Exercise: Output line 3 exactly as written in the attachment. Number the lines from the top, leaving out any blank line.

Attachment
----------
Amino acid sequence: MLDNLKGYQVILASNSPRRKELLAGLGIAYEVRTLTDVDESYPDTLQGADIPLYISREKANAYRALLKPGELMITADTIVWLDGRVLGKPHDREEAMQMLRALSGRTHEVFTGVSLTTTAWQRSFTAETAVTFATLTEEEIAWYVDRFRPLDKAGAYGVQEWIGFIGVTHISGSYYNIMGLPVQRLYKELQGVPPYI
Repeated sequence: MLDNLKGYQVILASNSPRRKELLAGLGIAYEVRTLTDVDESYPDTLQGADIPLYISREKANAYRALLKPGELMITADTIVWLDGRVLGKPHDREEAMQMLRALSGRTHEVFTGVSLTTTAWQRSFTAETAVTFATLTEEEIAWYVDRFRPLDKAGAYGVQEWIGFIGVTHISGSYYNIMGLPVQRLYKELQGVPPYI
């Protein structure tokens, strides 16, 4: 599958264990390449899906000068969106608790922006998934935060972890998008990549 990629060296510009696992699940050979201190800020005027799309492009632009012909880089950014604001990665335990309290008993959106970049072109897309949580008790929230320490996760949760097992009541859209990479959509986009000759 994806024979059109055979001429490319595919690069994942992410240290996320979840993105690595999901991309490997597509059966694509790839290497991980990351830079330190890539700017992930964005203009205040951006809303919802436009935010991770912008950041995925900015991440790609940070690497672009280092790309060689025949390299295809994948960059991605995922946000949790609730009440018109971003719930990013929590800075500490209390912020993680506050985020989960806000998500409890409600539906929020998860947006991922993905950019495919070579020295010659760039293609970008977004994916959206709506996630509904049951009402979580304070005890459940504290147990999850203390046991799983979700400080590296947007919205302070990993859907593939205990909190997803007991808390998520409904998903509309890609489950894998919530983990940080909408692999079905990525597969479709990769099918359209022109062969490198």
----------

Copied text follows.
């Protein structure tokens, strides 16, 4: 599958264990390449899906000068969106608790922006998934935060972890998008990549 990629060296510009696992699940050979201190800020005027799309492009632009012909880089950014604001990665335990309290008993959106970049072109897309949580008790929230320490996760949760097992009541859209990479959509986009000759 994806024979059109055979001429490319595919690069994942992410240290996320979840993105690595999901991309490997597509059966694509790839290497991980990351830079330190890539700017992930964005203009205040951006809303919802436009935010991770912008950041995925900015991440790609940070690497672009280092790309060689025949390299295809994948960059991605995922946000949790609730009440018109971003719930990013929590800075500490209390912020993680506050985020989960806000998500409890409600539906929020998860947006991922993905950019495919070579020295010659760039293609970008977004994916959206709506996630509904049951009402979580304070005890459940504290147990999850203390046991799983979700400080590296947007919205302070990993859907593939205990909190997803007991808390998520409904998903509309890609489950894998919530983990940080909408692999079905990525597969479709990769099918359209022109062969490198």